If we be not right in the main, the fundamental work, if the foundation be not laid in grace in the heart, all our following profession comes to nothing. The house built upon a sandy foundation, though it may stand for a while, yet when the floods come and the winds blow and beat upon it, great will be the fall of it. There are many things like grace that are not grace. Now it is the likeness of things that deceives. Many take gifts for grace; common knowledge for saving knowledge; whereas a man may have great gifts and no grace, great knowledge and yet not know Jesus Christ. Some take common faith for saving; whereas a man may believe all the truths of the gospel, all the promises, all the threatenings, all the articles of the creed to be true, and yet perish for want of saving faith. Some take morality and restraining grace for renewing grace; whereas it is common to have sin much restrained where the heart is not at all renewed. Some are deceived with a half-work, making many mermaid Christians, or like Nebuchadnezzar's image, head of gold and feet of clay. Endless are the delusions that Satan fastens upon souls for want of this self-search. Satan will try us at one time or other. He will winnow us and sift us to the bottom, and if we now rest in a groundless confidence, it will then end in a comfortless despair. Nay, God Himself will search and try us, at the day of judgment especially, and who can abide that trial, that never tries his own heart?

Whatsoever a man's state be, whether he be altogether a Christian or not, yet it is good to examine his own heart.
If he finds his heart good, his principles right and sound, this will be a matter of rejoicing. If he finds his heart rotten, his principles false and unsound, the discovery may be in order to a renewing. If a man have a disease upon him and know it, he may send to the physician in time, but what a sad vexation it will be not to see the disease till it be past cure! So for a man to be graceless and not see till it be too late, to think himself a Christian when he is not; that he is in the right way to heaven when he is in the ready way to hell, and yet not know it till a death bed or a judgment day confute his confidence, this is the most irrecoverable misery. These are the grounds upon which I press this duty of examining our state. Oh, that God would help us in doing this necessary duty! You will say: But how shall I come to know whether I am almost or altogether a Christian? If a man may go so far and yet miscarry, how shall I know when my foundation is right, when I am a Christian indeed?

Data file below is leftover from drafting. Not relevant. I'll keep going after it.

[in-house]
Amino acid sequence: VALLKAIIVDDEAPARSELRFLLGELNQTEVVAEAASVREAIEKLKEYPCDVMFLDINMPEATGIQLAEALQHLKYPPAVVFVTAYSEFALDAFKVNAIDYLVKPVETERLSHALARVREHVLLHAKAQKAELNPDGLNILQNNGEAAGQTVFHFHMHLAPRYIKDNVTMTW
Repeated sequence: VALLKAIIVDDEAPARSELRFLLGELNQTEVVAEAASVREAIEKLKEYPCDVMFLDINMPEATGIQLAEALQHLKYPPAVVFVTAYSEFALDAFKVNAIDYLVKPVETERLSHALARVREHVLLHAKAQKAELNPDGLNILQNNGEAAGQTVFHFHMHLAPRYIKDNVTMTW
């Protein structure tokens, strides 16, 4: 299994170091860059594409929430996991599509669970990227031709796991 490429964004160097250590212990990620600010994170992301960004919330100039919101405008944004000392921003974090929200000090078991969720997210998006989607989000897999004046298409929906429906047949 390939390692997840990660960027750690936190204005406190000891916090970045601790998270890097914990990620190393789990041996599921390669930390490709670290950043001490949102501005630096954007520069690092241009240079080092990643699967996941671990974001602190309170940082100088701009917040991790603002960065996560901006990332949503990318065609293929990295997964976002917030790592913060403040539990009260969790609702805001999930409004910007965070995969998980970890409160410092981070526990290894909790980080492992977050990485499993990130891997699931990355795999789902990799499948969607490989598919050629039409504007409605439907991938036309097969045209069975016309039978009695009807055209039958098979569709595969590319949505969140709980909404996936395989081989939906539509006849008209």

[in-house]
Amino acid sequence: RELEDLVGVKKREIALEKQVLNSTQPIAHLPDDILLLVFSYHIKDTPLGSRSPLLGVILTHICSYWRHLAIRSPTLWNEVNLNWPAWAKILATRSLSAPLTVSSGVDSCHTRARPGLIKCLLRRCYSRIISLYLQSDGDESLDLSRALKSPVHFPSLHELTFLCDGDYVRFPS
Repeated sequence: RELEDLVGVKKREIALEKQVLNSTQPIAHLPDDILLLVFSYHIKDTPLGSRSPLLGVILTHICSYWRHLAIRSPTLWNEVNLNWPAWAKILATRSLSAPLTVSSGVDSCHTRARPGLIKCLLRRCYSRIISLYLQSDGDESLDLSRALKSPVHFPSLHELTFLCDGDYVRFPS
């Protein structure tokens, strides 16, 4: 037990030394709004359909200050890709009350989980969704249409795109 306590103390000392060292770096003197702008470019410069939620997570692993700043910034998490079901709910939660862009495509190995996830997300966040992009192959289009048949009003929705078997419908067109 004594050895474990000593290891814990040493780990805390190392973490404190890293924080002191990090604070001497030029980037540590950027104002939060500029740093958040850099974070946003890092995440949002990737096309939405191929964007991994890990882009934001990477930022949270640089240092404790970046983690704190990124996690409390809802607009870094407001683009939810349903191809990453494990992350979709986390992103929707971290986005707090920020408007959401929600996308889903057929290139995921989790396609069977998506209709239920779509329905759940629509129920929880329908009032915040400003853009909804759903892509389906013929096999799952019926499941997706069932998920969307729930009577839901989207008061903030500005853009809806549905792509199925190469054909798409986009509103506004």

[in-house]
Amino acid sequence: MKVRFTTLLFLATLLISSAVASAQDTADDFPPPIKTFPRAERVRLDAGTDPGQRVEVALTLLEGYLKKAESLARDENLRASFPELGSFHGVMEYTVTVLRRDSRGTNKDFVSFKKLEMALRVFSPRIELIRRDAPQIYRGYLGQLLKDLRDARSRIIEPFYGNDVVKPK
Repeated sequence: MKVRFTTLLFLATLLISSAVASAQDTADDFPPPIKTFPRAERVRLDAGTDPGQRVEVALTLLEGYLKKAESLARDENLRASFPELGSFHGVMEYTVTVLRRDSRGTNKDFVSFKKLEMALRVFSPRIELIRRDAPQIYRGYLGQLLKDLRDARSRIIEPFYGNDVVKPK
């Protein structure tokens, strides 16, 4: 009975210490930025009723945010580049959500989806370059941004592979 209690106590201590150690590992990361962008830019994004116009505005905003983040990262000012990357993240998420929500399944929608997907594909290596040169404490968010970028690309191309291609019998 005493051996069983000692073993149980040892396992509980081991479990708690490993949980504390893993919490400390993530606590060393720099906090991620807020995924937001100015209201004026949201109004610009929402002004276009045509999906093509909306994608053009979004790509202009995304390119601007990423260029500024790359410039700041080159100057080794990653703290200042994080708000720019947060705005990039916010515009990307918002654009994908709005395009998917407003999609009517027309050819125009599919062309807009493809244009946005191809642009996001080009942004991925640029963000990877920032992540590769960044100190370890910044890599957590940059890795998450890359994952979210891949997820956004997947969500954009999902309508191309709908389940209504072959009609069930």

Christ is a King, Priest, Prophet, and all as Mediator.
Without any one of those offices, the work of salvation could not have been completed. As Priest He redeems us, as Prophet He instructs us, as King He sanctifies and saves us. Therefore the apostle says He is made of God unto us wisdom, righteousness, sanctification, and redemption. Righteousness and redemption flow from Him as Priest, wisdom as a Prophet, sanctification as a King. Now many embrace Christ as a Priest, but yet they own Him not as a King and Prophet. They like to share in His righteousness, but not to partake of His holiness. They would be redeemed by Him, but they would not submit to Him. They would be saved by His blood, but not submit to His power. Many love the privileges of the gospel, but not the duties of the gospel. Now these are but almost Christians, notwithstanding their close with Christ; for it is upon their own terms, but not upon God's. The offices of Christ may be distinguished, but they can never be divided. But the true Christian owns Christ in all His offices. He does not only close with Him as Jesus, but as Lord Jesus. He says with Thomas: "My Lord, and my God." He does not only believe in the merit of His death, but also conforms to the manner of His life. As he believes in Him, so he lives in Him.

The altogether Christian has a thorough work of grace and sanctification wrought in the heart, as a spring of obedience.
Regeneration is a whole change. All old things are done away, all things become new. It is a perfect work as to parts, though not as to degrees. Carnal men do duties but from an unsanctified heart, and that spoils all. A new piece of cloth never does well in an old garment, for the rent is made worse (Matt. 9:16). When a man's heart is thoroughly renewed by grace, the mind savingly enlightened, the conscience thoroughly convinced, the will truly humbled and subdued, the affections spiritually raised and sanctified, and when the mind and will and conscience and affections all join issue to help on and with the performance of the duties commanded, then is a man altogether a Christian. Here the almost Christian fails. He does the same duties, but he does them not in the same manner. If he pray, he regards not faith and fervency in prayer; if he hears, he does not mind Christ's rule: "Take heed how ye hear." If he obey, he looks not to the frame of his heart in obedience; therefore miscarries in all he does. These defects spoil all.

The altogether Christian is much in duty and yet much above duty in regard of dependence.
He lives in his obedience, but not upon his obedience. He lives upon Christ and His righteousness. The almost Christian fails in this: He is much in duty, but not above it, but rests in it. He works for rest, and he rests in his works. He cannot come to believe and obey too. If he believes, then he thinks there is no need of obedience, and so casts off that; if he be much in obedience, then he casts off believing, and thinks there is no need of that. He cannot say with David: "I have hoped for thy salvation, and done thy com­mandments" (Psa 119:166). The altogether Christian is universal in his obedience. He does not obey one command and neglect another, do one duty and cast off another; but he has respect to all the command ments. He endeavors to leave every sin, and love every duty. The almost Christian fails in this. His obe dience is partial and piece-meal. If he obeys one com mand, he breaks another. The duties that least cross his lust, he is much in; but those that do, he lays aside. The Pharisees fasted, paid tithes etc., but they did not lay aside their covetousness, their oppression; they "devoured widows' houses;" they were unnatural to parents.